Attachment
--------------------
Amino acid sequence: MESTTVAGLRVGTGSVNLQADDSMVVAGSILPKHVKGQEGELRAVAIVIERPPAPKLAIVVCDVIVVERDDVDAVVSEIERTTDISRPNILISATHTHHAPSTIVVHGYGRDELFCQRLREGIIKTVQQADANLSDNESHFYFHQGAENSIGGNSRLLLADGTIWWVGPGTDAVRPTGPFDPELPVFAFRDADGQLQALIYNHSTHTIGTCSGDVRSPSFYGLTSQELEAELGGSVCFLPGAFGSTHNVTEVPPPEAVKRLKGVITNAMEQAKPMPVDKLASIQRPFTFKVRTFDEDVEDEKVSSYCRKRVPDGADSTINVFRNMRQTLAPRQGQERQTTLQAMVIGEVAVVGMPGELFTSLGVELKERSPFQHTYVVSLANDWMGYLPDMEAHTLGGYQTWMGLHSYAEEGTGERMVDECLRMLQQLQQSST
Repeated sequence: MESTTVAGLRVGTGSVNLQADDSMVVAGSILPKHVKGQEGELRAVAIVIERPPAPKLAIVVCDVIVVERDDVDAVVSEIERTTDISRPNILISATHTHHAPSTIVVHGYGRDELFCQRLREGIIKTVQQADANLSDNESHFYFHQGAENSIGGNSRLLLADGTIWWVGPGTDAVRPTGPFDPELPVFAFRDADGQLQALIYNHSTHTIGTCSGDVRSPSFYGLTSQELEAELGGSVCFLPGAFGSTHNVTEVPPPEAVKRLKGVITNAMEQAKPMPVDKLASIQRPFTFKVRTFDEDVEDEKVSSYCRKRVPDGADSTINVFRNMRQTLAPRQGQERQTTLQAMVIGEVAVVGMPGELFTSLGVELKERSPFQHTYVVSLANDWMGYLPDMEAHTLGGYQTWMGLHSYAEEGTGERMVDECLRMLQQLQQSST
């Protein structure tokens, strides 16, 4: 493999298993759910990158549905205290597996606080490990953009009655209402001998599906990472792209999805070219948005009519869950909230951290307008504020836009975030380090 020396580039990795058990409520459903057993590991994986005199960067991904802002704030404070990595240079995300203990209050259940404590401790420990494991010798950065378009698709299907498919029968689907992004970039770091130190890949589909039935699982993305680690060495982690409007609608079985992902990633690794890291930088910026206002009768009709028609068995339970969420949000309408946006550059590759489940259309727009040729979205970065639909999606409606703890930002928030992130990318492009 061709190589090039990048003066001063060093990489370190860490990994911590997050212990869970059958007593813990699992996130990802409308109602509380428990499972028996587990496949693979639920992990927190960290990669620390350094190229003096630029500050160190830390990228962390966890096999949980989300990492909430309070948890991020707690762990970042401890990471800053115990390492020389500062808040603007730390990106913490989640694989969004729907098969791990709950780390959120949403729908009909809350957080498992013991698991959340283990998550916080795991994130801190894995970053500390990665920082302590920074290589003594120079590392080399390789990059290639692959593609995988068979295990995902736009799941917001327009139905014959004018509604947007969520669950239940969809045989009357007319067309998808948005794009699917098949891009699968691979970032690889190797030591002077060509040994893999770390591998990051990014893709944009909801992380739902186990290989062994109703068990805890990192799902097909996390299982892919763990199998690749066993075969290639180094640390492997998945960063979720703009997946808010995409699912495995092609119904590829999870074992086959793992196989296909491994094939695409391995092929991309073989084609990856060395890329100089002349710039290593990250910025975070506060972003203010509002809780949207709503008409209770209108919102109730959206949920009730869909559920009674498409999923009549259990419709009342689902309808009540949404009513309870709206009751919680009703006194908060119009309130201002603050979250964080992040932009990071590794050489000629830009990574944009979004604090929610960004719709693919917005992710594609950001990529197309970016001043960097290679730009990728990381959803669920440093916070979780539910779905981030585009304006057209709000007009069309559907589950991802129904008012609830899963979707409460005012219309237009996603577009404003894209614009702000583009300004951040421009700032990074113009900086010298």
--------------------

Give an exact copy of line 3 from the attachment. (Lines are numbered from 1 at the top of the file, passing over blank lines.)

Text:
């Protein structure tokens, strides 16, 4: 493999298993759910990158549905205290597996606080490990953009009655209402001998599906990472792209999805070219948005009519869950909230951290307008504020836009975030380090 020396580039990795058990409520459903057993590991994986005199960067991904802002704030404070990595240079995300203990209050259940404590401790420990494991010798950065378009698709299907498919029968689907992004970039770091130190890949589909039935699982993305680690060495982690409007609608079985992902990633690794890291930088910026206002009768009709028609068995339970969420949000309408946006550059590759489940259309727009040729979205970065639909999606409606703890930002928030992130990318492009 061709190589090039990048003066001063060093990489370190860490990994911590997050212990869970059958007593813990699992996130990802409308109602509380428990499972028996587990496949693979639920992990927190960290990669620390350094190229003096630029500050160190830390990228962390966890096999949980989300990492909430309070948890991020707690762990970042401890990471800053115990390492020389500062808040603007730390990106913490989640694989969004729907098969791990709950780390959120949403729908009909809350957080498992013991698991959340283990998550916080795991994130801190894995970053500390990665920082302590920074290589003594120079590392080399390789990059290639692959593609995988068979295990995902736009799941917001327009139905014959004018509604947007969520669950239940969809045989009357007319067309998808948005794009699917098949891009699968691979970032690889190797030591002077060509040994893999770390591998990051990014893709944009909801992380739902186990290989062994109703068990805890990192799902097909996390299982892919763990199998690749066993075969290639180094640390492997998945960063979720703009997946808010995409699912495995092609119904590829999870074992086959793992196989296909491994094939695409391995092929991309073989084609990856060395890329100089002349710039290593990250910025975070506060972003203010509002809780949207709503008409209770209108919102109730959206949920009730869909559920009674498409999923009549259990419709009342689902309808009540949404009513309870709206009751919680009703006194908060119009309130201002603050979250964080992040932009990071590794050489000629830009990574944009979004604090929610960004719709693919917005992710594609950001990529197309970016001043960097290679730009990728990381959803669920440093916070979780539910779905981030585009304006057209709000007009069309559907589950991802129904008012609830899963979707409460005012219309237009996603577009404003894209614009702000583009300004951040421009700032990074113009900086010298």